Texas shooting: Liberal media fixates on laws that wouldn't have stopped attack, ignores good guy with gun

Before knowing almost anything about Sunday’s mass public shooting, gun control advocates are once again calling for more gun control. The attack at the First Baptist Church in tiny Sutherland Springs, Texas, claimed 26 lives and left people with an understandable desire to “do something.” One thing is certain: the proposals put forward by gun control advocates wouldn’t have stopped this attack. 

What they ignored was what stopped the killer was a good guy with a gun. As one witness said, without the good guy with a gun it “would have been much worse.”  If more people were carrying guns, the attack might have been stopped even faster and more lives would have been saved.

Democratic Senators such as Dick Durbin (Ill.), Richard Blumenthal (Conn.), Bob Casey (Pa.), Dianne Feinstein (Calif.), and Kamala Harris (Calif.) all immediately made statements that were various versions of, “Congress must act.”

The media spent all day after the attack rhetorically asking whether now was the time for more gun control.  CNN’s Jim Acosta repeatedly asked if President Trump is, “Content . . . with these mass shootings exploding every month or so.”

Today, the day after the shooting, we know some more about the killer.  We now know that one of the victims who attended the church was his ex-mother-in-law.  That his conviction was for cracking the skull of his infant son years ago.  That he had a “bad conduct” discharge from the military.

If the media waited even a few hours, they would have learned that their calls for regulations — primarily for “universal” background checks — wouldn’t have stopped this attack. Indeed, their proposals wouldn’t have stopped any of the other mass public shootings in the last couple decades.  Kelley bought a gun at a gun store, and he passed the background check that the store conducted on him. Lying on the form doesn’t help you evade the computer background check.

Others on MSNBC immediately called for limiting magazine capacities, but a magazine is just a box with a spring in it.  They can be made with very simple tools, and now-a-days 3D printers make it an even easier project. We still don’t know if Kelley planned this attack long in advance, though he bought the gun back in April 2016.  It is very common for killers to plan mass public shootings one or two years in advance. It's not serious to think that a ban is going to keep anyone other than law-abiding people from obtaining a magazine. 

During his press conference early Monday morning in Japan, President Trump worried that the attack was the result of a "mental health problem at the highest level" and called the gunman a, “very deranged individual.” Kelley may well have been suffering from a mental illness, but mental health evaluations shouldn’t be counted for much help.  Psychiatrists and psychologists have an extremely poor track record in identifying those who pose a threat to others. Half of the mass public shooters of the Obama years were seeing mental health professionals prior to their attacks. None of these experts identified the killers as a danger to others.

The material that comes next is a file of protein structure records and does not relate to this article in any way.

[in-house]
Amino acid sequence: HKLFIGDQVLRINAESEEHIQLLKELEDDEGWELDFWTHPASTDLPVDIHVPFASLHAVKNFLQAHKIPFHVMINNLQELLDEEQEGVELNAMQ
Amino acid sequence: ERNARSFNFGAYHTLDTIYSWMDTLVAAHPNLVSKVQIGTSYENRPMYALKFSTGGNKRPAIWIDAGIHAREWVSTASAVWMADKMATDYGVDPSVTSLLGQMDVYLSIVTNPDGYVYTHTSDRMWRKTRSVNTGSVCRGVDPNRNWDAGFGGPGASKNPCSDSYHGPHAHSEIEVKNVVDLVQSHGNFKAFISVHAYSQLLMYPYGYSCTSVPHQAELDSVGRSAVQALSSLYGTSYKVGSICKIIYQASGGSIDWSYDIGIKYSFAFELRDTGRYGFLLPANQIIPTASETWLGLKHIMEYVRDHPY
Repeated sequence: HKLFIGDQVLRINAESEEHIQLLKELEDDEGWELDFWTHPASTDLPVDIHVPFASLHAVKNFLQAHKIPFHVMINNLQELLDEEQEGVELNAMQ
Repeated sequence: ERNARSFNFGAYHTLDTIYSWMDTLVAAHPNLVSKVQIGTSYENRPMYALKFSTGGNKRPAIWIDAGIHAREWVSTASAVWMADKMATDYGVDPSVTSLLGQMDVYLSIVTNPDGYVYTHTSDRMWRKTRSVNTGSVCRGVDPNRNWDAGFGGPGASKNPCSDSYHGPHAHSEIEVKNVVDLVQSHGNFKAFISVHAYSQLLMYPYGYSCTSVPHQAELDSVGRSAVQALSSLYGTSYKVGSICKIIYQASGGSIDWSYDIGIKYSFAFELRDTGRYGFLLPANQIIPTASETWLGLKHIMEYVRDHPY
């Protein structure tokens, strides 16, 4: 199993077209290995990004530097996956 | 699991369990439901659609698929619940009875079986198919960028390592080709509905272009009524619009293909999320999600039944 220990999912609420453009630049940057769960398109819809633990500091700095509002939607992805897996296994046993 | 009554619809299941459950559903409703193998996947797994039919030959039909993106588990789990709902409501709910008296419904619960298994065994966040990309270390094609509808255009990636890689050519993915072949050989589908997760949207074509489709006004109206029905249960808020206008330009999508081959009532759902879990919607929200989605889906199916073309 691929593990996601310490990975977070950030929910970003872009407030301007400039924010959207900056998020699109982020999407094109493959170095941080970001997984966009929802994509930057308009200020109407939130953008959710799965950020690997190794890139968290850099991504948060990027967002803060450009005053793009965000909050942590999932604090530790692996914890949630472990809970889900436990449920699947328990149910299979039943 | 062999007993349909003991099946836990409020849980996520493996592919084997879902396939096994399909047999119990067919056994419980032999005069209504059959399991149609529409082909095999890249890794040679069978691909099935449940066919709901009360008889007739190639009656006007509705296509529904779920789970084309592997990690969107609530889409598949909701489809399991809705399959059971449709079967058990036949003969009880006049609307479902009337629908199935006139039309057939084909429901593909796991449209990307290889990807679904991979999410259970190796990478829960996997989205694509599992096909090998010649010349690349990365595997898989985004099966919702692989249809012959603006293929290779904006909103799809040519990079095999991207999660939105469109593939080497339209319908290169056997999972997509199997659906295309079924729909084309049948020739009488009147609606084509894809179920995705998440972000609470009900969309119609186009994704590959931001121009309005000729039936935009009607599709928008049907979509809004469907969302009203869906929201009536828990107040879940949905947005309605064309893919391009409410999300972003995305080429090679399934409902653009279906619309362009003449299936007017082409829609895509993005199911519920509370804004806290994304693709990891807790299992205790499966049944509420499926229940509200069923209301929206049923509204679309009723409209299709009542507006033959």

Elliot Rodger, who killed six and injured 14 others near the University of California at Santa Barbara, fooled not only sheriff’s deputies but also the internationally-known Dr. Charles Sophy. Sophy is medical director for the Los Angeles County Department of Children and Family Services. That ought to give people pause before they assume that there’s an easy solution for identifying dangerous individuals.

We know that the attack at the Texas church could have been even worse if it wasn’t for an armed civilian. According to the Texas Department of Public Safety, “A local resident grabbed his rifle and engaged the suspect, the suspect dropped his rifle and fled from the church.”

Something should be done, but the question is what. Texas lets each church decide whether to allow permitted concealed handguns, and we don’t know whether this particular church allowed it. What we do know is that time is crucial. The longer it takes for someone to arrive at the scene with a gun, the more people who will be harmed. 

If the media and politicians want to do something effective, they could take a page out of Israel’s playbook. When there is a surge in terrorist attacks , Israeli police call on permitted civilians to make sure that they have their guns with them at all times.

Police tend to support an increase in permits. “What would help most in preventing large-scale shootings in public?” PoliceOne asked its 450,000 American officer members in 2013. The most common answer: “More permissive concealed carry policies for civilians.”

Eighty percent of the surveyed officers believed that allowing permitted concealed handguns would reduce the number of victims of mass public shootings.

Thank God, there was a good guy with a gun on Sunday in Sutherland Springs.

John R. Lott, Jr. is a columnist for FoxNews.com. He is an economist and was formerly chief economist at the United States Sentencing Commission. Lott is also a leading expert on guns and op-eds on that issue are done in conjunction with the Crime Prevention Research Center. He is the author of nine books including "More Guns, Less Crime." His latest book is "The War on Guns: Arming Yourself Against Gun Control Lies (August 1, 2016). Follow him on Twitter@johnrlottjr.